But is this policy going to reduce student drinking as a whole? Or, will it just reduce attendance at dances?

    Our nation’s criminal justice system is supposed to be based on the notion that we are innocent until proven guilty, but we stray from that bedrock premise far more than we’d like to admit. We’re probably secretly OK with that, as long it’s not us in the justice system’s crosshairs.

    So if you’re approving a policy that requires every student attending a dance at Crookston High School to blow into a breathalyzer, the innocent-until-proven-guilty approach is tossed out the window. But these are kids, many conclude in justifying such policies, they haven’t earned all of the rights and freedoms of adults who have paid their dues. If making every kid blow into a breathalyzer – and blow clean, of course – in order to be granted entry into a dance means they’re assumed guilty of consuming alcohol until they prove they haven’t, so be it, most conclude.

    But is it fair to force anyone, no matter their age, to prove their innocence even before they’ve provided any evidence or probable cause that might lead those in authority to investigate if they have done something that’s against the rules? Should we implement stop-and-frisk at the school entrance each morning while we’re at it, too?

    The Crookston School Board’s vote last week – yet another vote, it should be noted, on an item not included on the agenda that day and not included in meeting materials provided to the media beforehand – greenlighted the new policy making every kid arriving at a dance to blow into a “passive breathalyzer” device held in front of them. If it detects the presence of alcohol, law enforcement will be summoned to administer a more thorough breathalyzer test, and appropriate actions will then be taken, i.e. the violating kid is going to be in trouble on multiple fronts.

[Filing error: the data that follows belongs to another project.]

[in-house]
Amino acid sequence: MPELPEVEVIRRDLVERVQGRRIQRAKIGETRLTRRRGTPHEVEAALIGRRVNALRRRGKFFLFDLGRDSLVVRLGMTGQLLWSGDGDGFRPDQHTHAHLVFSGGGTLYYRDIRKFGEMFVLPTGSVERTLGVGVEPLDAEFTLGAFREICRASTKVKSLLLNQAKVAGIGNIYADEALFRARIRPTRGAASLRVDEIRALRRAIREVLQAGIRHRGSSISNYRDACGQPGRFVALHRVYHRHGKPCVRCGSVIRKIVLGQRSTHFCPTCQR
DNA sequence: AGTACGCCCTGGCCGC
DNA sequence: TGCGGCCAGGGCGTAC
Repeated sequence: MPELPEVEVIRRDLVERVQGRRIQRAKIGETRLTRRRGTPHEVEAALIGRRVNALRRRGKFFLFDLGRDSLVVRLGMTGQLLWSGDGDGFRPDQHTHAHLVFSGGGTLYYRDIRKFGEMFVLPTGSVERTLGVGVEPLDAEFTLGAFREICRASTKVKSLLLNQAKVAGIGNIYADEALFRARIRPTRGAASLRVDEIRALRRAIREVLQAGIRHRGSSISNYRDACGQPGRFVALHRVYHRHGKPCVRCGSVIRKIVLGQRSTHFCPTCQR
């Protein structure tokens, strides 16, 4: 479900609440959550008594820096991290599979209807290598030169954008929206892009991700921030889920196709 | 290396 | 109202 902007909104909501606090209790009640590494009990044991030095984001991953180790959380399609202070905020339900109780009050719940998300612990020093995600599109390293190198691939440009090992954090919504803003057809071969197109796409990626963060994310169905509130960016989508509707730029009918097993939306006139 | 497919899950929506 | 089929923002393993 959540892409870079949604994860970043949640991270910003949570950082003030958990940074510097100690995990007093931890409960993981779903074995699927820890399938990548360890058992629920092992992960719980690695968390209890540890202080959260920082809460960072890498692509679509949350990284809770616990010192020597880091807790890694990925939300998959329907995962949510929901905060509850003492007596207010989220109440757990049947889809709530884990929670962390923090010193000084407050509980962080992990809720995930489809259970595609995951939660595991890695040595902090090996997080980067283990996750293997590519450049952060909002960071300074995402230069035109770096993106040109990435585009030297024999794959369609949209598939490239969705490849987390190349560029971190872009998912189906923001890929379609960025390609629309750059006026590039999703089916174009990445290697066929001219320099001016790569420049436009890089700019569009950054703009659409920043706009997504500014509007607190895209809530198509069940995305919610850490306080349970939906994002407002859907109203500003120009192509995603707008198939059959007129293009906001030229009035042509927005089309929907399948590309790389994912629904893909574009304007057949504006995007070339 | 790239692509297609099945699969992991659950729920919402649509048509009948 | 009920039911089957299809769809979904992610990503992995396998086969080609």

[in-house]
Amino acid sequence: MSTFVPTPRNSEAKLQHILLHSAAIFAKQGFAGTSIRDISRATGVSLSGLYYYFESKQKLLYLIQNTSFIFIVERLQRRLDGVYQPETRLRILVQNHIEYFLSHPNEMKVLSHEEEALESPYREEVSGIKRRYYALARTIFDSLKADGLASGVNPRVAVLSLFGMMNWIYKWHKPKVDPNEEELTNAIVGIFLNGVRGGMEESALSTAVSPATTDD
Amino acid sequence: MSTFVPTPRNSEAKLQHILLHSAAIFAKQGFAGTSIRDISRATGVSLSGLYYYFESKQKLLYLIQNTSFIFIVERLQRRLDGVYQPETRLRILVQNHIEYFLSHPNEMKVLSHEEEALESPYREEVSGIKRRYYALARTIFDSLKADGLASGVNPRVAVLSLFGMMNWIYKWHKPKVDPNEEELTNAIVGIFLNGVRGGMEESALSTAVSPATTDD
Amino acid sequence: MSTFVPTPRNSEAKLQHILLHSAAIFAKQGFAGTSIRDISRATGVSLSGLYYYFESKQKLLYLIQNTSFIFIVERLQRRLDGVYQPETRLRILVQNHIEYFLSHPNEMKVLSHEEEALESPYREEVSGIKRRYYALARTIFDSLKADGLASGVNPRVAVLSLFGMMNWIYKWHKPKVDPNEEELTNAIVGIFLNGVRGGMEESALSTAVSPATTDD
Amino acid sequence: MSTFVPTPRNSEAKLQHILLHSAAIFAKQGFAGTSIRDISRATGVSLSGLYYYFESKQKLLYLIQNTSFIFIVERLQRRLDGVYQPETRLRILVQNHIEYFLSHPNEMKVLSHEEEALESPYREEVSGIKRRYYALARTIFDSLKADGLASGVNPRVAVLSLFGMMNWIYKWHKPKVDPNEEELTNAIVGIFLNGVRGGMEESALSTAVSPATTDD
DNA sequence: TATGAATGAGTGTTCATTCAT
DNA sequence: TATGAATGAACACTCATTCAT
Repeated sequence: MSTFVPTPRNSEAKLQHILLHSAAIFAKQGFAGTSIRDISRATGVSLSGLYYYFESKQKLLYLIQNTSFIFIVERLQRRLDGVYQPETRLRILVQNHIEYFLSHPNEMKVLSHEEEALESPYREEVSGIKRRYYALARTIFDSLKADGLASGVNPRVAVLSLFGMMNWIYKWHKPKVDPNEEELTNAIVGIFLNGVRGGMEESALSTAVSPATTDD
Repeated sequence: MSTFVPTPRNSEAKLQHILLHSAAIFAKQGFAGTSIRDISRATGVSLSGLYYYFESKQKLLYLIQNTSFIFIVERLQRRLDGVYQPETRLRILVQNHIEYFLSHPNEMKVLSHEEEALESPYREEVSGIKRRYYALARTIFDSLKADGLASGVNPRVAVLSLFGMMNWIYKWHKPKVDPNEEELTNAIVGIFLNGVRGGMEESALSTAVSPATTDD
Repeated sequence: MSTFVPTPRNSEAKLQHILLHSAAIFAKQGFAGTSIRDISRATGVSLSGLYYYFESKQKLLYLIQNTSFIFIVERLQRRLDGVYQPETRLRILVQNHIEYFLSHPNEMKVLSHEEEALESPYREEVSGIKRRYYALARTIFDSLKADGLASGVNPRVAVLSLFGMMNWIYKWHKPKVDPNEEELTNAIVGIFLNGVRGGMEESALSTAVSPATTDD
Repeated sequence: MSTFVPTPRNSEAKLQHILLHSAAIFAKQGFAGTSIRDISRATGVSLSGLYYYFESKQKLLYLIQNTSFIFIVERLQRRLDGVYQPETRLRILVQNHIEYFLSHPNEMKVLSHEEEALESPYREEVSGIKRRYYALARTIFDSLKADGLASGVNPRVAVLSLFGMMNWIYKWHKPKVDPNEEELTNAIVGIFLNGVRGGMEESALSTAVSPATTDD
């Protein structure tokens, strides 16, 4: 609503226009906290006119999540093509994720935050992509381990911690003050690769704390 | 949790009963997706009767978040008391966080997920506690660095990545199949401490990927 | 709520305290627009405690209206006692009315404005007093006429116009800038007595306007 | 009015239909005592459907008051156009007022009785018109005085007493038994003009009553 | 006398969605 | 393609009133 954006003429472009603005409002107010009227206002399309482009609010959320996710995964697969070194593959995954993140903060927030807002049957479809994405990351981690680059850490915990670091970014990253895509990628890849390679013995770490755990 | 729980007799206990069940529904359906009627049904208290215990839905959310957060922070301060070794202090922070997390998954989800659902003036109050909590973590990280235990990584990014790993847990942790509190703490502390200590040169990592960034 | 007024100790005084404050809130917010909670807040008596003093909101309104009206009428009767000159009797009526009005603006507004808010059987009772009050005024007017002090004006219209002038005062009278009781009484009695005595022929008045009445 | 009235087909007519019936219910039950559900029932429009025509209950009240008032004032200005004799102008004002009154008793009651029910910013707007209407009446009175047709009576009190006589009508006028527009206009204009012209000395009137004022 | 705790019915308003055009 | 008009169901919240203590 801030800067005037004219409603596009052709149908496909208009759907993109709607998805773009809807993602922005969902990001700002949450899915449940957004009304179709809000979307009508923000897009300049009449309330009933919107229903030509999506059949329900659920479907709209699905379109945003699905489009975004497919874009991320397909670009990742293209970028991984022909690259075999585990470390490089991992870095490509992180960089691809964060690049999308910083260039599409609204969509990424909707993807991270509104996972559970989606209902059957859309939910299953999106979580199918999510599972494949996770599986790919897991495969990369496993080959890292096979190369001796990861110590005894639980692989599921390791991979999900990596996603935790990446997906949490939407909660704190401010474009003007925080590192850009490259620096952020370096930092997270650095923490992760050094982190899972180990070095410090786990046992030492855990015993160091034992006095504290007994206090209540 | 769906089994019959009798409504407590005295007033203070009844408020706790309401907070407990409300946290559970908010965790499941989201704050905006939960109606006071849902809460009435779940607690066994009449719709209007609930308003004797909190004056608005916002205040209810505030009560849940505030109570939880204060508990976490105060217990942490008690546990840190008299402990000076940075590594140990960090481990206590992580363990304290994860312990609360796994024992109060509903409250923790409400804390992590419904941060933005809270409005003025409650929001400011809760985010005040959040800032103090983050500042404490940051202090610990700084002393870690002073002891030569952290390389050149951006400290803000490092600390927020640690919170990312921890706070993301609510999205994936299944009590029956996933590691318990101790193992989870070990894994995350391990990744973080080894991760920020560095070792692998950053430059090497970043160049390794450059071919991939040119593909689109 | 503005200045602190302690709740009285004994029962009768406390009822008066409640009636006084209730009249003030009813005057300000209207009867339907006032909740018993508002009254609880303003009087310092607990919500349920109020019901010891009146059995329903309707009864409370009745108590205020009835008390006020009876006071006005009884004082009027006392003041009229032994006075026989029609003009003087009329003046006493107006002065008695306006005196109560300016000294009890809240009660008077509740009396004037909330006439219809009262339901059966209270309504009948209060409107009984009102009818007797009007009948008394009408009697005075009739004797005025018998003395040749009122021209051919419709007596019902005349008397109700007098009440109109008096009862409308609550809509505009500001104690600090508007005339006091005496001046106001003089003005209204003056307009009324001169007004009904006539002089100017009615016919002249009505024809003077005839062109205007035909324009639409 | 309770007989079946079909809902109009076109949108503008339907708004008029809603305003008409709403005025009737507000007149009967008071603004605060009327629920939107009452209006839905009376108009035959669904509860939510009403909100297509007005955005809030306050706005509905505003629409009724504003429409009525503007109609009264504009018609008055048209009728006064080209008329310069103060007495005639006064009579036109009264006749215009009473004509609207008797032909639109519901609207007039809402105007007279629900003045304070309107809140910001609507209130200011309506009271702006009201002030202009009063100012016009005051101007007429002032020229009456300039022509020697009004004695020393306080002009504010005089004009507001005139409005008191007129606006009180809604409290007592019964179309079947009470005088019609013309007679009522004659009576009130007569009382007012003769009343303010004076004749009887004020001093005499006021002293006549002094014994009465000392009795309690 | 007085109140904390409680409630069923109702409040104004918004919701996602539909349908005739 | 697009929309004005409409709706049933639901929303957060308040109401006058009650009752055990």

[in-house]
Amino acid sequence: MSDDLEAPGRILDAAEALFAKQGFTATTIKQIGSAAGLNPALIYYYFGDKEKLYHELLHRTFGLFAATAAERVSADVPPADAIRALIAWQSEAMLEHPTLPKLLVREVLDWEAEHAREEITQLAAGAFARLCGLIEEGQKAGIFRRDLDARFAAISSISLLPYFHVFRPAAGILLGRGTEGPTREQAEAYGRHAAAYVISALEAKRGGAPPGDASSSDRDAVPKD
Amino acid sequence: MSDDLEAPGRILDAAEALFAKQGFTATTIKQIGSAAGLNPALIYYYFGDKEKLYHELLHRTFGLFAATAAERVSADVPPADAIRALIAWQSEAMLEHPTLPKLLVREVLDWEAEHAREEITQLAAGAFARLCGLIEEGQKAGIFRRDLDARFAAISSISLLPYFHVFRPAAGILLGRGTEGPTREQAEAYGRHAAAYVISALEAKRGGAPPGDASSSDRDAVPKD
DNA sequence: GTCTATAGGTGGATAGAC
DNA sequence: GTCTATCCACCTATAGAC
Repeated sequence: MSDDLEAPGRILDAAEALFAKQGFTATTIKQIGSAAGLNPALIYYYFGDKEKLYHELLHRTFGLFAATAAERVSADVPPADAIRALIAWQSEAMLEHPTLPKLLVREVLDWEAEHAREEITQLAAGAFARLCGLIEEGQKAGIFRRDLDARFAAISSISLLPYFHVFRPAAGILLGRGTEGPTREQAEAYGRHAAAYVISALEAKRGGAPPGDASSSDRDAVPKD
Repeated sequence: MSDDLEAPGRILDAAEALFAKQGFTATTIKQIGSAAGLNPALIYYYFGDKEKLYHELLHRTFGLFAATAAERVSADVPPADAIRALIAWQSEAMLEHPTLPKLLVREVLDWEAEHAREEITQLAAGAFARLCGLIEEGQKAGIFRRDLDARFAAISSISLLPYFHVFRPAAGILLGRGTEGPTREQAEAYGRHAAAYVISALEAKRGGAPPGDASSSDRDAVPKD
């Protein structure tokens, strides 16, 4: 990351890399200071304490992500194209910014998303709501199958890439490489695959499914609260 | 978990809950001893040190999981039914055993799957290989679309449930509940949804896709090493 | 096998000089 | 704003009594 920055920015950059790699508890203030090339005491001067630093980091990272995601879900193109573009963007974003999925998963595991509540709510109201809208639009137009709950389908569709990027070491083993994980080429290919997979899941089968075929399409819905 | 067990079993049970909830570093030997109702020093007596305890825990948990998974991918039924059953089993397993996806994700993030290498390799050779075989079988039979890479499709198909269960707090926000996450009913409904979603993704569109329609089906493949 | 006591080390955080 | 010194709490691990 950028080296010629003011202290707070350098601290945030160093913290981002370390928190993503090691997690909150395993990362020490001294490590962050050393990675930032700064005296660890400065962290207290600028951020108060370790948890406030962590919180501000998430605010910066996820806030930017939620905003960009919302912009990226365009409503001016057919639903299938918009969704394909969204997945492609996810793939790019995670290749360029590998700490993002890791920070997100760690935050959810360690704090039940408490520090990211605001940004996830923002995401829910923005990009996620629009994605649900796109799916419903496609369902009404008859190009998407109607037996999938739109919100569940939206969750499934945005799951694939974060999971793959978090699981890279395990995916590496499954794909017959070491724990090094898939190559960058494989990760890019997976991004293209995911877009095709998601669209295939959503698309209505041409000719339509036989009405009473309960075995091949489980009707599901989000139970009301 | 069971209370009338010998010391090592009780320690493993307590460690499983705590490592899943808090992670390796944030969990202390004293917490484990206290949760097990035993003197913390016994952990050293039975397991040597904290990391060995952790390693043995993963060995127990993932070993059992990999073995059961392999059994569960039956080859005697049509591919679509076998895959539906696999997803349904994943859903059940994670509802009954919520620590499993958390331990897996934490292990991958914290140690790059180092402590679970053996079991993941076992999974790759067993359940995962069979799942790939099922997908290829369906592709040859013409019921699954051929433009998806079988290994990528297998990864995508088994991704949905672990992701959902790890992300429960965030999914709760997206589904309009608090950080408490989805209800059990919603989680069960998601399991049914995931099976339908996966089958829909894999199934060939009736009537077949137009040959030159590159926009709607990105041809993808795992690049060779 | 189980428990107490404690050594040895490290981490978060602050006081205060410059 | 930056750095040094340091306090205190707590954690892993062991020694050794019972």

Superintendent Chris Bates called the new policy a great deterrent to students who attend dances and, prior to this policy, might drink some booze first. That seems to be the case; knowing about the policy ahead of time, students who want to go to dances simply will no longer have the option of drinking beforehand. If this policy reduces student drinking before they go to a dance, it’s hard to argue with it, right? But is this policy going to reduce student drinking as a whole? Or, will it just reduce attendance at dances?

    While many people roll their eyes whenever the American Civil Liberties Union weighs in on a subject that involves citizens’ rights and freedoms being compromised, it merits mentioning that the ACLU is no fan of this approach. Reacting to a similar policy put in place previously by another Minnesota school district, the ACLU cited the Fourth Amendment and students being protected from “suspicionless searches.”

    CHS Principal Eric Bubna said he checked with legal counsel and was told the new policy is on strong legal footing. That’s likely because it’s just easier to stomach when it’s the rights and freedoms of young people being trampled on.

    It feels like someone needs to ask if this new policy is an overreaction, a solution in search of a problem. Do some students drink alcohol before dances? Absolutely...some students always have. But is this an epidemic spiraling out of control at CHS? After all, most dances already have a police presence, and that officer has a breathalyzer with him when a student exhibits behavior consistent with intoxication.

    You can be against this policy and not for illegal student consumption of alcohol, but it’s likely most shy away from speaking up in opposition because they don’t want to be accused of being pro-underage drinking. That trepidation-inspired silence on this subject is understandable, but it doesn’t make this new policy any less troubling.